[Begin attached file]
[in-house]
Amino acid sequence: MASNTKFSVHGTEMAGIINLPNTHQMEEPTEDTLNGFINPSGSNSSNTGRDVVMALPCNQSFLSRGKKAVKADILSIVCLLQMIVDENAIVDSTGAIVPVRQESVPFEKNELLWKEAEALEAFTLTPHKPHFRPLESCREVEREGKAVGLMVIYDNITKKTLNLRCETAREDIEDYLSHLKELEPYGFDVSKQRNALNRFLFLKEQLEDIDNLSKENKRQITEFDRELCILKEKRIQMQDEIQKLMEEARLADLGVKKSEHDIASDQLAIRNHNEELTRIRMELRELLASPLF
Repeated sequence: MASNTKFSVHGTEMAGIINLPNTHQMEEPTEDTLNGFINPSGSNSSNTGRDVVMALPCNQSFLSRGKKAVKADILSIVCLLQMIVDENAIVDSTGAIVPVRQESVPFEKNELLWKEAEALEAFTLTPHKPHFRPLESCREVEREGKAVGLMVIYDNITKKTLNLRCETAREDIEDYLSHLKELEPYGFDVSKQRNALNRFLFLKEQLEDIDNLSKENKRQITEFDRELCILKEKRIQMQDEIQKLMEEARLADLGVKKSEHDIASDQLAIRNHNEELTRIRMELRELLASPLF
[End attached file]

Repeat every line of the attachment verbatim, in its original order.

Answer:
[in-house]
Amino acid sequence: MASNTKFSVHGTEMAGIINLPNTHQMEEPTEDTLNGFINPSGSNSSNTGRDVVMALPCNQSFLSRGKKAVKADILSIVCLLQMIVDENAIVDSTGAIVPVRQESVPFEKNELLWKEAEALEAFTLTPHKPHFRPLESCREVEREGKAVGLMVIYDNITKKTLNLRCETAREDIEDYLSHLKELEPYGFDVSKQRNALNRFLFLKEQLEDIDNLSKENKRQITEFDRELCILKEKRIQMQDEIQKLMEEARLADLGVKKSEHDIASDQLAIRNHNEELTRIRMELRELLASPLF
Repeated sequence: MASNTKFSVHGTEMAGIINLPNTHQMEEPTEDTLNGFINPSGSNSSNTGRDVVMALPCNQSFLSRGKKAVKADILSIVCLLQMIVDENAIVDSTGAIVPVRQESVPFEKNELLWKEAEALEAFTLTPHKPHFRPLESCREVEREGKAVGLMVIYDNITKKTLNLRCETAREDIEDYLSHLKELEPYGFDVSKQRNALNRFLFLKEQLEDIDNLSKENKRQITEFDRELCILKEKRIQMQDEIQKLMEEARLADLGVKKSEHDIASDQLAIRNHNEELTRIRMELRELLASPLF